Double stout

Yield: 2 cases

Measure Ingredient
3 gallons Water
2½ ounce Bullion hops
10 pounds Dark malt extract
1 pounds Black patent malt
2 pounds Crystal malt
½ pounds Barley, flaked
¼ pounds Barley, roasted
1 teaspoon Ascorbic acid
½ \N Licorice stick (see note below)
½ teaspoon Citric acid
1 teaspoon Irish moss
1½ ounce Golding hops
2 teaspoons Yeast nutrient
¾ ounce Ale yeast (3 standard packages)

Combine water and Bullion hops. Boil for 20 minutes.

Add dark malt extract. Boil for 20 minutes.

Add black patent malt through Irish moss. Boil for 5 minutes.

Remove from heat and add Golding hops. Steep for 5 minutes.

Cool and add yeast nutrient and ale yeast. When fermentation has stopped, add priming sugar and bottle.


* Double stout beer -- I would not recommend making this as your first beer, but if you are into brewing and like a strong stout, then give this one a try. Don't be in a hurry to drink it, though, it really benefits from a long aging. I got the original recipe from Peter Lester in, and formatted it for my local brewfriends. Then I thought that the net at large might enjoy it, too, so here it is with some additional notes from my experience at making it. Yield: Makes about 2 cases.

* Lester's initial specific gravity was 1.086 and his final specific gravity was 1.020 (alcohol about 8 percent). His fermentation time was 11 days (a slow batch).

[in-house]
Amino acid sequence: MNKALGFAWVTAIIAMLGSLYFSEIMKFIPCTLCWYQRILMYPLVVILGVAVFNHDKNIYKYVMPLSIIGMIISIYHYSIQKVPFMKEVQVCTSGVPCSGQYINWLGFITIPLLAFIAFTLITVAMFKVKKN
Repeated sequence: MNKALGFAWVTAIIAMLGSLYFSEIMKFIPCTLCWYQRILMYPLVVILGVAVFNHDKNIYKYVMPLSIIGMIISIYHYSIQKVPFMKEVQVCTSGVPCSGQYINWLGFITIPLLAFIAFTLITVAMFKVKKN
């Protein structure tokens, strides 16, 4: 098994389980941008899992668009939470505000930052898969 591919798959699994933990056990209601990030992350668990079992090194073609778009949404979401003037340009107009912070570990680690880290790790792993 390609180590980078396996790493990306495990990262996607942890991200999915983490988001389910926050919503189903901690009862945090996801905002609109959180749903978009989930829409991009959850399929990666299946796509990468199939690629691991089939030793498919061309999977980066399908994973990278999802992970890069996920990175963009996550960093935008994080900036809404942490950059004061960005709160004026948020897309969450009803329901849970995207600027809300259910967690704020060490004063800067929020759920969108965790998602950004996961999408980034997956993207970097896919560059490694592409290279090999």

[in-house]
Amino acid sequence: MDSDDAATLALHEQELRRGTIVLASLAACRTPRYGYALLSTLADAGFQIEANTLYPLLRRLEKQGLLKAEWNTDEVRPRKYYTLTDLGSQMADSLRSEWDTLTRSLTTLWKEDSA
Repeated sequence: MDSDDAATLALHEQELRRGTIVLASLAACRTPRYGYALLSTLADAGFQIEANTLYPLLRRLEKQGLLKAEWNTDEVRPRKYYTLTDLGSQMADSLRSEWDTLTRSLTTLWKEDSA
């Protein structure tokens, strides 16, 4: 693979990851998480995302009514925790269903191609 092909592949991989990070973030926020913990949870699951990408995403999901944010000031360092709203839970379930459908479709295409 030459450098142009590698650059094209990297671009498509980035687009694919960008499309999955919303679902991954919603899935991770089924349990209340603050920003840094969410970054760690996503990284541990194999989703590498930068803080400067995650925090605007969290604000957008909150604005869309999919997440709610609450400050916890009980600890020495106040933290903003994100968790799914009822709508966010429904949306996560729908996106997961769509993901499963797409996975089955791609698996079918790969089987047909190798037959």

My batch fermented in about a week (house temperature ranging between 60 and 68). It was barely drinkable after 6 weeks, but delicious after 3 months. As far as I can tell, it's still getting better (a year later), so try not to drink it all up right away.

* Ingredient note: I didn't know what a licorice stick was, until I asked the clerk at my brewstore. The one he gave me was about ⅓ inch in diameter and about 3 inches long. It was dark black, and not sweet to the taste at all. It seems to be a standard brewing ingredient. Sorry I can't be more specific about it.

: Difficulty: For experienced beer brewers only.

: Time: 1 hour preparation, 2 weeks fermenting, 6 months aging.

: Precision: measure the ingredients.

: Spencer W. Thomas

: University of Utah, Computer Science Department, Salt Lake City, Utah, USA

: thomas@...

: Copyright (C) 1986 USENET Community Trust

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